Friday, 27 January 2017

Our Australia Day - Part 1

For many years we have attended "official" Australia Day events.  This year we were ready for a change from the same old, same old. so had a think about what we would like to do.

Mick came up with the idea of heading to Lithgow, visiting the Blast Furnace and having lunch at a cafe hidden in a wildlife sanctuary.  It all sounded great, except when I phoned to book, the cafe was closed for Australia Day.  Good on them for taking a day off to enjoy our special day, but sad for us.......another time.

We still headed down to Lithgow, a town about 40 minutes from us, that we drive past or through and very rarely stop at.  As a kid I spent many holidays at Grandma's farm, just out of Lithgow, but we only ventured into town to do the shopping, not play the tourist.

Our first port of call was Hassan's Walls Lookout.  I remember having visited here once, but I was so little that I have absolutely no recollection of it.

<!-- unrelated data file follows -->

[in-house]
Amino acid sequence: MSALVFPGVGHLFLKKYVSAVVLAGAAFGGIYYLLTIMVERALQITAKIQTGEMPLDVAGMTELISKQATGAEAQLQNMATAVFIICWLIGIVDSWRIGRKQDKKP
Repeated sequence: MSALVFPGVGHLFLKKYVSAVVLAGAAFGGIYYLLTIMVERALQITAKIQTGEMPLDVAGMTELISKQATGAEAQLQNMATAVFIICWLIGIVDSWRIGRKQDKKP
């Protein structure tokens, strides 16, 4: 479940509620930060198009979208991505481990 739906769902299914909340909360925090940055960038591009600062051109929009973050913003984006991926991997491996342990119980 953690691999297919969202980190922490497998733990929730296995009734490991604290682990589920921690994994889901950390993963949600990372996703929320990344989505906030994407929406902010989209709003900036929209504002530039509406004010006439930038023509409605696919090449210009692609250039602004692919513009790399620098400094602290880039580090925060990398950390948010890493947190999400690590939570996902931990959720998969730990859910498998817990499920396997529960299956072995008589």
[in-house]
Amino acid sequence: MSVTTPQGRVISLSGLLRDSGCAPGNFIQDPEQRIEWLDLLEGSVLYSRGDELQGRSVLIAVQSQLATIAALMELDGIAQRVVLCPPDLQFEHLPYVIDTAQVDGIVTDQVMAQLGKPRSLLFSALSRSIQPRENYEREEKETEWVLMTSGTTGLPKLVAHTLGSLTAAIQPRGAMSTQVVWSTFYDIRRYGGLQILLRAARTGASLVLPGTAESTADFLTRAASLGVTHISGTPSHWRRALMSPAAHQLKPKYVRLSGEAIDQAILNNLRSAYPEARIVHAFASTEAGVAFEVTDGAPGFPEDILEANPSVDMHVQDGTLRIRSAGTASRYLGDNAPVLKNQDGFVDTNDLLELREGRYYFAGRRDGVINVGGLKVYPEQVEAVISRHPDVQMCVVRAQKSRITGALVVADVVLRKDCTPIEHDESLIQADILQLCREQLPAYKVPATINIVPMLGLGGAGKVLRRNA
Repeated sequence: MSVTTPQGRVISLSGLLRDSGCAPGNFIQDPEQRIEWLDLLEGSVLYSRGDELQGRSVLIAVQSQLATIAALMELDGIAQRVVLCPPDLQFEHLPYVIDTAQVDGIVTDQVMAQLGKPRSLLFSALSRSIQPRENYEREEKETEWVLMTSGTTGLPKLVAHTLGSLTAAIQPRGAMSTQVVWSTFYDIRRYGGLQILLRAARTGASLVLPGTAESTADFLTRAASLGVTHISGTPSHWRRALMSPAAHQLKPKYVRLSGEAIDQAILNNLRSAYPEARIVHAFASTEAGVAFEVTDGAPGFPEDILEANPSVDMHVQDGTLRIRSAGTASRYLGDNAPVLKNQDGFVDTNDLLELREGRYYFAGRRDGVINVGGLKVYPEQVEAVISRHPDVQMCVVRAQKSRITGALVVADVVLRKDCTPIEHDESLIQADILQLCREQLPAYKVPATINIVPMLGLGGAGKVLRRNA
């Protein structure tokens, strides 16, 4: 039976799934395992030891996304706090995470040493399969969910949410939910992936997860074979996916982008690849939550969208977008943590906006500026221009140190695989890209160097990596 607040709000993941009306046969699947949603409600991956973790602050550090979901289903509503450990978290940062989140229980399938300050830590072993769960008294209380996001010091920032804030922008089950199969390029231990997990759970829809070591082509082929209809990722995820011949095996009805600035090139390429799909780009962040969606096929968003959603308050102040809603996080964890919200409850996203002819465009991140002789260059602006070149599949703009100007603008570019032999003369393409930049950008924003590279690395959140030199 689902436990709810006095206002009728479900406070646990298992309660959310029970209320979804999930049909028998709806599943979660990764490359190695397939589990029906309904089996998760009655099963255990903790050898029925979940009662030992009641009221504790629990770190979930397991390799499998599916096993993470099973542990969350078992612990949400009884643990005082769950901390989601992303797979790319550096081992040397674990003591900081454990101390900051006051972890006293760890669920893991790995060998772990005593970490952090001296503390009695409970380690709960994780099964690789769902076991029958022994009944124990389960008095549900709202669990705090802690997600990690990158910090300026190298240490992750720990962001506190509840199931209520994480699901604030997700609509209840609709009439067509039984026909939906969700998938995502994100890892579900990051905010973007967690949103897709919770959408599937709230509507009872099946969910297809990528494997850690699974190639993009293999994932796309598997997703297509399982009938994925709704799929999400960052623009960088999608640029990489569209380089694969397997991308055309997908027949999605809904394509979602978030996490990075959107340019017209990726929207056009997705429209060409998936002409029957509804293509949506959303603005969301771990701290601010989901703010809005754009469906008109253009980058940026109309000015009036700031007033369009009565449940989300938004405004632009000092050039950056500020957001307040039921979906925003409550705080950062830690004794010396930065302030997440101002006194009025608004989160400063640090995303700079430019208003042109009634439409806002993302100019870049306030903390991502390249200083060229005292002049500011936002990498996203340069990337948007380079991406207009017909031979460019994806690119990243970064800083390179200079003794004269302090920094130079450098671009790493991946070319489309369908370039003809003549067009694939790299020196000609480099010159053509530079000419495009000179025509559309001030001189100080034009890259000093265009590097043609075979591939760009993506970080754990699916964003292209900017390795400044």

We drove out a winding, narrow dirt road for quite a few kms, and it became apparent that the valleys were full of fog.  I laughed!  It was about 11am on a summer's day and you couldn't see any view whatsoever. Well, we were nearly there so may as well keep going.

Apparently we were to see a wide vista of the valleys and distant hills.

What we did see was the silhouette of the stunning pergoda rock formations.

A boardwalk had been built to the main viewing point only a few years ago.  It certainly made the access easy.

As we weren't distracted by the view, we enjoyed the mountain heathland vegetation.  The plant at the front was particularly beautiful.  It appeared to be some sort of casurina.  I wouldn't mind one of those in my garden.

The vertical leaves(??) needles(??) were really striking and the colours ranged from bright green to a deep russett.